She is surprisingly well distributed in some of the country’s more prominent stores and her brand is less of a brand than a reflection of herself and her moods.

The only piece of informative text that was to be found in the press kit was a small blurb in English and Italian that went something like this:

“Daniela Gregis laughs, worries, gets angry and has a little present for everyone…friends, relatives, cousins, artists, children, mothers and perfect strangers exchange roles, interact and shape some always new and entertaining creations*creatures…”.

Although I personally would never wear this style, and find it a little sad when fashion moves toward craft and away from the sartorial roots that Italy should be known for, there are things that I do like about her collection.

I appreciate how purposefully unsexy all of the shapes are, intended to create voluminous spaces to house the body while not accentuating any particular aspect of its femininity.  This could be something I seek out as I enter the second half of my life! Who knows!

You don’t need me to tell you that mature women are making waves in the fashion world.  The number of 40+, 50+ and 60+ fashion bloggers is on the rise and for good reason.  Surprisingly enough, main stream fashion has not caught on to the trend fully and only a handful of brands from cosmetics to clothing are really serving and reaching out to this demographic.

A few years ago, I was responsible for putting together a catalogue for one of our luxury exotic leather belt lines.  It was a few weeks before our presentation at a  fashion fair in Paris and I contacted a 50 year old ballerina to be the model for the catalogue.  OH THE CRITICISM I RECEIVED!!

Why did you get such an old model? What did you find so perfect about her? Why didn’t you use a regular model?

Let’s think about it.  How many 17 year olds do you know who can afford 650 euro for an alligator belt? And more importantly,  of the 17 year olds in the world that CAN afford our belts, how many of them are interested in spending their money on “classic” designs as opposed to the latest trend that some rap singer is wearing!?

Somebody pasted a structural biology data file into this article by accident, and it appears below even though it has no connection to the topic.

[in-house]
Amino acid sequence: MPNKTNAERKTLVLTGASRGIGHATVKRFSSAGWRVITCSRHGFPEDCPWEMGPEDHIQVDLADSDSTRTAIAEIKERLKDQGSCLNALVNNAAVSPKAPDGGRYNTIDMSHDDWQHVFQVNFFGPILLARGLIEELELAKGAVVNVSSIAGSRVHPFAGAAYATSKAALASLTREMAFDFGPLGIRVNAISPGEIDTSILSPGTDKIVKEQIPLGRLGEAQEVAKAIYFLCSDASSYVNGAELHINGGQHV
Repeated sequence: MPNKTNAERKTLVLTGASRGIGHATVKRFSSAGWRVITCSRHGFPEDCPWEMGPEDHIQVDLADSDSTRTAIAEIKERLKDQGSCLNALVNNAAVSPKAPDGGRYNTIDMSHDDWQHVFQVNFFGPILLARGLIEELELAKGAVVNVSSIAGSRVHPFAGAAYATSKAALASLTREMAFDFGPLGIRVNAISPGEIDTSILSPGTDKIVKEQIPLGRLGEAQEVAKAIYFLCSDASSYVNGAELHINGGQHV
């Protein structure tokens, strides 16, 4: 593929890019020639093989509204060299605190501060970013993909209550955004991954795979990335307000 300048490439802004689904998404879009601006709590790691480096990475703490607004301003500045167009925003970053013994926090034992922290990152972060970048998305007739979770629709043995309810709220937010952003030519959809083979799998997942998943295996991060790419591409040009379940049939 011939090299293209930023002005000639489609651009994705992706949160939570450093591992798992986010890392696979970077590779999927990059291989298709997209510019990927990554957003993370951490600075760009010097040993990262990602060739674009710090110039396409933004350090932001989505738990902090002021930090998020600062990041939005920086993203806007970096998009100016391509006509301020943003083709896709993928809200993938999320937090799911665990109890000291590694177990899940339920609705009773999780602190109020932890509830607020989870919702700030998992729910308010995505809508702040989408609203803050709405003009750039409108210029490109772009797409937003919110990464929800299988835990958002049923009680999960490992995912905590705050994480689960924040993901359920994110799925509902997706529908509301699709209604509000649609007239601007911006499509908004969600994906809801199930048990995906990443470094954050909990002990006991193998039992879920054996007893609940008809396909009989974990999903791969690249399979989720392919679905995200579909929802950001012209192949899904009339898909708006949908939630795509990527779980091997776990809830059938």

My audience is NOT 17 year old models, why should I use them to speak to the women who are potentially my clients?  And yet, this decision was poopoo’d upon.  I would like to set the record straight that I am ahead of the times, because the following year, it seemed like beautiful “blue haired” models where in all of the catwalks, a token symbol with little substance of fashion’s willingness to represent who they actually sell to.

But I digress,  Although Daniela Gregis’ collection is not my style I applaud the fact that she is creating clothes for the more than “mature” audience and is willing to put herself in the limelight to prove her style’s wearability.

Now, if she was on social media she would know about this review!  Social Media and “the internet” is not something every over 60 year old has embraced, so I will just assume that her lack of social media presence is part of the technology age gap and less about social media fears.

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My Response

This fashion blogger did some research on the internet and found nothing on the brand,  plus the brand has NO SOCIAL MEDIA PRESENCE WHAT SO EVER! In this day and age how can a brand even think about selling with absolutely no social media, and yet this is NORMAL, especially for Italian brands who have already established their distribution channels pre-the internet age.

Everybody has the right to determine how to run their company. How and if to promote their brand. Because there’s the possibility to work with social media, doesn’t mean you have to promote on social media. There are brands that choose to not promote at all, also brands which are relatively young, like for instance Paul Harnden Shoemakers. A very sought-after brand, although almost nothing is known about the designer.

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one of the reasons I presume brands shy away from social media is that they fear the negative publicity that can occur from “online shaming”.  Negative tweets, Instagram images with too few likes, critical comments on Facebook, they are all possibilities once you put your designs out there for the world to see.

For some brands, the clothes/collections speak for themselves. Some fashion bloggers have the idea they can make or break a collection, but they’re overestimating the power of social media.

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But here’s the thing.  If you truly stand behind your brand and designs you should be willing to accept the critiques of your followers, buyers and fans along with those of the people who do not buy your brand.  I mean, feedback is one of the best aspects of social media.